It is a film about film, about the creation of artifice which pretends to be reality, a depiction scripted, staged and rehearsed before the camera is loaded in preparation for the performance, director Fritz Lang and producer Jeremy Prokosch at odds over the direction the project will take and caught between them the screenwriter Paul Javal, expected to make changes yet not told what they are to be, only that what is currently on the page is not what is wanted.
Decanting from Rome where Paul and his wife Camille have bought a luxurious apartment which they are now in the process of refurbishing, their limited resources having already obliged Paul to accept this assignment when he would rather be working as a playwright, at Prokosch’s luxurious villa overlooking the sea on the island of Capri their marriage continues to decay, crumbling under the relentless sun as the paint peels off the whitewashed walls and the waves assault the cliffs below.
Based on Albert Moravia’s 1954 novel Il Disprezzo (Contempt), also known as A Ghost at Noon, director Jean-Luc Goddard adapted it as Le Mépris in 1963, starring Michel Piccoli as Paul, Brigitte Bardot as Camille, Jack Palance as Prokosch and Fritz Lang as himself, the wealth of experience of the man who directed Metropolis giving him a calm assurance which is nonetheless overshadowed by the tantrums of the producer of this new version of Homer’s Odyssey, throwing film cans around the screening room when he is displeased.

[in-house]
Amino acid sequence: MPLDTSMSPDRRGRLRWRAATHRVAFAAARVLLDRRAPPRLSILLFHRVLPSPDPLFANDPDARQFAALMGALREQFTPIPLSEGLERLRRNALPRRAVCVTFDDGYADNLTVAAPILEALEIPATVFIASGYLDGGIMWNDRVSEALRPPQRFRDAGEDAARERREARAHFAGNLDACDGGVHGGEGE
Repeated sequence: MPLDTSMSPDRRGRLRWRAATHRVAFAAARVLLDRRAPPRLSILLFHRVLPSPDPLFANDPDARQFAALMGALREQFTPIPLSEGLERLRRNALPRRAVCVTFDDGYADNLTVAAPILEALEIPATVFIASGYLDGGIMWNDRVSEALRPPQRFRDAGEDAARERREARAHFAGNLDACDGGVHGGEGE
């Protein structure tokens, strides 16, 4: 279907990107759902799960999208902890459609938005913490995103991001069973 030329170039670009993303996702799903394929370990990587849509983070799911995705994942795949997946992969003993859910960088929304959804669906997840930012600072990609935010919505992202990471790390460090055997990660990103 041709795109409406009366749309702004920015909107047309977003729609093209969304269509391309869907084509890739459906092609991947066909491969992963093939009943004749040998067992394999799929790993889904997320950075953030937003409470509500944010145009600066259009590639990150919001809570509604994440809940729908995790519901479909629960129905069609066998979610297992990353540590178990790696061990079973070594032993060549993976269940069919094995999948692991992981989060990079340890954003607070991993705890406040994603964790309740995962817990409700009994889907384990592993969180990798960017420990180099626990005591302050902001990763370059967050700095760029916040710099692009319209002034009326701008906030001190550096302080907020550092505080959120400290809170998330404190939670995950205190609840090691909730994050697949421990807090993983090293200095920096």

The blue skies and marble statues of gods and heroes echoing the age of antiquity, the characters quote literature but feel nothing except disdain and, as the title indicates, contempt, ancient emotion turned to dust, the camera luxuriating in Bardot’s naked body even as she seeks reassurance from her husband as to her beauty, Camille frustrated that her feelings are not considered and needing Paul to intuit what has upset her but sidestepping when he challenges her to express what is wrong, her agony punctuated by the repeating motif of Georges Delerue’s mournful and dramatic score.
With French, Italian and English spoken, most every conversation repeated out of necessity as Giorgia Moll’s Francesca translates, the words and the ideas behind them may be conveyed accurately but say nothing, Le Mépris a film about the difficulty of communicating where over-intellectualising wrings any passion out of the exchanges and leaves only frustration, Camille obviously unhappy in the role of trophy wife yet unwilling to change the role as written, refusing to rock the boat in which their host takes her around the island and in doing so accepting a fate as inevitable as any Greek tragedy.
Regarded by some as one of the greatest works of the French new wave and given a substantial restoration supervised by director of photography Raoul Coutard, Le Mépris celebrates its sixtieth anniversary by joining StudioCanal’s Vintage Classics range supported by three archive documentaries, 1963’s Paparazzi, 1964’s Le Parti des Choses and 2009’s Il était une fois… Le Mépris, along with an introduction by film writer and Goddard expert Colin MacCabe.